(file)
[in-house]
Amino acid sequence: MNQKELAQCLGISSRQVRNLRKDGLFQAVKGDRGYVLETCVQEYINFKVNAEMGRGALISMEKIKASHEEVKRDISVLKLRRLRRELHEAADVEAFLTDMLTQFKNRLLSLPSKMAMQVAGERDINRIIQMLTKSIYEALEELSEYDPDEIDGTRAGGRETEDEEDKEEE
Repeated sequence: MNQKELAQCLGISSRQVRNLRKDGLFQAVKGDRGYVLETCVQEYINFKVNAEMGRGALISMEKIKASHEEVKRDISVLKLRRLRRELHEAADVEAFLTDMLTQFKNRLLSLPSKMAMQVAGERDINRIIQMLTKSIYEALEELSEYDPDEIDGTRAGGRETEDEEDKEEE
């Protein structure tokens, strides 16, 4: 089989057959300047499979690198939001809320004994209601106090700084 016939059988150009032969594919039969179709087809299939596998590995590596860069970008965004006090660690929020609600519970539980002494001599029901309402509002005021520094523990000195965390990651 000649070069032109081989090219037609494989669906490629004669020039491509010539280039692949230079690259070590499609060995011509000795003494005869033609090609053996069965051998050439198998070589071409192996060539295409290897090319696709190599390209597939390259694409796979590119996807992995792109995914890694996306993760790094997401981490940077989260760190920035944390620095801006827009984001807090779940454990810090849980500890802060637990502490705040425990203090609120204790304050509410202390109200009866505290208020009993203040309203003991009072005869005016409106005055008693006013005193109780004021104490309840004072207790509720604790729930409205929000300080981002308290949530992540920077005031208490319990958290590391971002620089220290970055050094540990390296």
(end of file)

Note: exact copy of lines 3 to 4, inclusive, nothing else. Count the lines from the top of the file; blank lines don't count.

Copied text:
Repeated sequence: MNQKELAQCLGISSRQVRNLRKDGLFQAVKGDRGYVLETCVQEYINFKVNAEMGRGALISMEKIKASHEEVKRDISVLKLRRLRRELHEAADVEAFLTDMLTQFKNRLLSLPSKMAMQVAGERDINRIIQMLTKSIYEALEELSEYDPDEIDGTRAGGRETEDEEDKEEE
């Protein structure tokens, strides 16, 4: 089989057959300047499979690198939001809320004994209601106090700084 016939059988150009032969594919039969179709087809299939596998590995590596860069970008965004006090660690929020609600519970539980002494001599029901309402509002005021520094523990000195965390990651 000649070069032109081989090219037609494989669906490629004669020039491509010539280039692949230079690259070590499609060995011509000795003494005869033609090609053996069965051998050439198998070589071409192996060539295409290897090319696709190599390209597939390259694409796979590119996807992995792109995914890694996306993760790094997401981490940077989260760190920035944390620095801006827009984001807090779940454990810090849980500890802060637990502490705040425990203090609120204790304050509410202390109200009866505290208020009993203040309203003991009072005869005016409106005055008693006013005193109780004021104490309840004072207790509720604790729930409205929000300080981002308290949530992540920077005031208490319990958290590391971002620089220290970055050094540990390296």